# Is the estimated value in an OLS regression “better” than the original value

Using a simple ordinary least squares regression:

$Y = \alpha + \beta \times X$

we can estimate the dependent variable $Y$ through the regression parameters of $\alpha \text{ and } \beta$.

In what way is the estimated $Y$ “better” than the original $Y$?

You wouldn’t normally call the observed value an ‘estimated value’.

However, in spite of that, the observed value is nevertheless technically an estimate of the mean at its particular $x$, and treating it as an estimate will actually tell us the sense in which OLS is better at estimating the mean there.

Generally speaking regression is used in the situation where if you were to take another sample with the same $x$‘s, you would not get the same values for the $y$‘s. In ordinary regression, we treat the $x_i$ as fixed/known quantities and the responses, the $Y_i$ as random variables (with observed values denoted by $y_i$).

Using a more common notation, we write

The noise term, $\varepsilon_i$, is important because the observations don’t lie right on the population line (if they did there’d be no need for regression; any two points would give you the population line); the model for $Y$ must account for the values it takes, and in this case, the distribution of the random error accounts for the deviations from the (‘true’) line.

The estimate of the mean at point $x_i$ for ordinary linear regression has variance

while the estimate based on the observed value has variance $\sigma^2$.

It’s possible to show that for $n$ at least 3, $\,\frac{1}{n} + \frac{(x_i-\bar{x})^2}{\sum(x_i-\bar{x})^2}$ is no more than 1 (but it may be – and in practice usually is – much smaller). [Further, when you estimate the fit at $x_i$ by $y_i$ you’re also left with the issue of how to estimate $\sigma$.]

But rather than pursue the formal demonstration, ponder an example, which I hope might be more motivating.

Let $v_f = \frac{1}{n} + \frac{(x_i-\bar{x})^2}{\sum(x_i-\bar{x})^2}$, the factor by which the observation variance is multiplied to get the variance of the fit at $x_i$.

However, let’s work on the scale of relative standard error rather than relative variance (that is, let’s look at the square root of this quantity); confidence intervals for the mean at a particular $x_i$ will be a multiple of $\sqrt{v_f}$.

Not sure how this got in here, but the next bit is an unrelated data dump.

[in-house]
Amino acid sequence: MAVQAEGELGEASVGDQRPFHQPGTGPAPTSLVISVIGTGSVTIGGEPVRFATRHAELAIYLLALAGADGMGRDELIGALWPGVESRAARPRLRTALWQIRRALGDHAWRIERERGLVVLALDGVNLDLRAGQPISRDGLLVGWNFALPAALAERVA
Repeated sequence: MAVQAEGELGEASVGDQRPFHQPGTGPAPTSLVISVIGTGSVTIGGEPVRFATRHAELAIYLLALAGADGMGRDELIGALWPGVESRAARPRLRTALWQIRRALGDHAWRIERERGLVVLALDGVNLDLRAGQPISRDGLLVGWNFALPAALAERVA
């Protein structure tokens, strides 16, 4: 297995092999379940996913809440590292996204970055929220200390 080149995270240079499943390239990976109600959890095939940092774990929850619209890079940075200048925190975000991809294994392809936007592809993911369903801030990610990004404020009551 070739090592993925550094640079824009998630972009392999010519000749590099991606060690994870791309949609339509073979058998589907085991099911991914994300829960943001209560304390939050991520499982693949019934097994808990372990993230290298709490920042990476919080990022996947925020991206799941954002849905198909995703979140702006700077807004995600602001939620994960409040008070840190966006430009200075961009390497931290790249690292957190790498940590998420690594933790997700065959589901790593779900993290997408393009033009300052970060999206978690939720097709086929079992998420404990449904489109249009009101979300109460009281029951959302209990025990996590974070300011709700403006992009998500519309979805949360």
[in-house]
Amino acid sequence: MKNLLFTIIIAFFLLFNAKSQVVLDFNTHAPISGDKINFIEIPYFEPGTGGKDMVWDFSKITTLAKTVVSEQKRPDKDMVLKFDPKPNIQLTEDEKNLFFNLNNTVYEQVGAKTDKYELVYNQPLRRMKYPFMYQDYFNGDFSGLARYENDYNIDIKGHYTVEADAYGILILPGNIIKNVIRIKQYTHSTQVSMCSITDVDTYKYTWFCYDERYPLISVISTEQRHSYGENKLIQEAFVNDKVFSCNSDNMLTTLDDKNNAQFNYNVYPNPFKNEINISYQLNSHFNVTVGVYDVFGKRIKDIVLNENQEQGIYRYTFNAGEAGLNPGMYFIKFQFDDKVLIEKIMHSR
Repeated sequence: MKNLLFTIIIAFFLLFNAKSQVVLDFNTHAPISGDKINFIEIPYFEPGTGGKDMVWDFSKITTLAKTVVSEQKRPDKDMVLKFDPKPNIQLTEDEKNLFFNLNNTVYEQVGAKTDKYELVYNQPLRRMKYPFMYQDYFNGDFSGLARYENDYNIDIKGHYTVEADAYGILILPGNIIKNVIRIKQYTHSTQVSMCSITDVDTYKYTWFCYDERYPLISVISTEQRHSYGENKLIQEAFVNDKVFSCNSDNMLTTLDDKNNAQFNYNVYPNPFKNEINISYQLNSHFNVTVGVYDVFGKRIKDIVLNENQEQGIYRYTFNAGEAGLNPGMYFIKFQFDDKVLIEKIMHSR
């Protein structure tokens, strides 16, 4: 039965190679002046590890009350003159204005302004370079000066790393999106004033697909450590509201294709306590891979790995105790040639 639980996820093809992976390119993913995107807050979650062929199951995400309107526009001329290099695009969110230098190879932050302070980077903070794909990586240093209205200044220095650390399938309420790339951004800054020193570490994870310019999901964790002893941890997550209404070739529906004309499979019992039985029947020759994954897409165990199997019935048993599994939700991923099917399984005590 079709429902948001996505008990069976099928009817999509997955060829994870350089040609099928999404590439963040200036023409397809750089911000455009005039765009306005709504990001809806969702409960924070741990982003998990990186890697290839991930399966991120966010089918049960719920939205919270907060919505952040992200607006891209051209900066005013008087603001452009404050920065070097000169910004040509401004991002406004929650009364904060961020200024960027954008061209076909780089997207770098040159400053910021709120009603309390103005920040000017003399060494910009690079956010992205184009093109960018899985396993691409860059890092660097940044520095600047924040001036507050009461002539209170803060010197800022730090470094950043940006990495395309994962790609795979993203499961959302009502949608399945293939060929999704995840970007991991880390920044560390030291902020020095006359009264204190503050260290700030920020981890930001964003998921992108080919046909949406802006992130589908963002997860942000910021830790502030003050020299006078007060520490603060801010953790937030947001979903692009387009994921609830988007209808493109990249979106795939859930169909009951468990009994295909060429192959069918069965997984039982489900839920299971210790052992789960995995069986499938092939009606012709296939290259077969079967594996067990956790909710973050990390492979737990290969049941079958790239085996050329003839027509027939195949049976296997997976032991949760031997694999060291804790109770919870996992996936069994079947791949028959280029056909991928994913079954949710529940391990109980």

So to the example. Let’s take the cars data in R; this is 50 observations collected in the 1920s on the speed of cars and the distances taken to stop: So how do the values of $\sqrt{v_f}$ compare with 1? Like so: The blue circles show the multiples of $\sigma$ for your estimate, while the black ones show it for the usual least squares estimate. As you see, using the information from all the data makes our uncertainty about where the population mean lies substantially smaller – at least in this case, and of course given that the linear model is correct.

As a result, if we plot (say) a 95% confidence interval for the mean for each value $x$ (including at places other than an observation), the limits of the interval at the various $x$‘s are typically small compared to the variation in the data: This is the benefit of ‘borrowing’ information from data values other than the present one.

Indeed, we can use the information from other values – via the linear relationship – to get good estimates the value at places where we don’t even have data. Consider that there’s no data in our example at x=5, 6 or 21. With the suggested estimator, we have no information there – but with the regression line we can not only estimate the mean at those points (and at 5.5 and 12.8 and so on), we can give an interval for it — though, again, one that relies on the suitability of the assumptions of linearity (and constant variance of the $Y$s, and independence).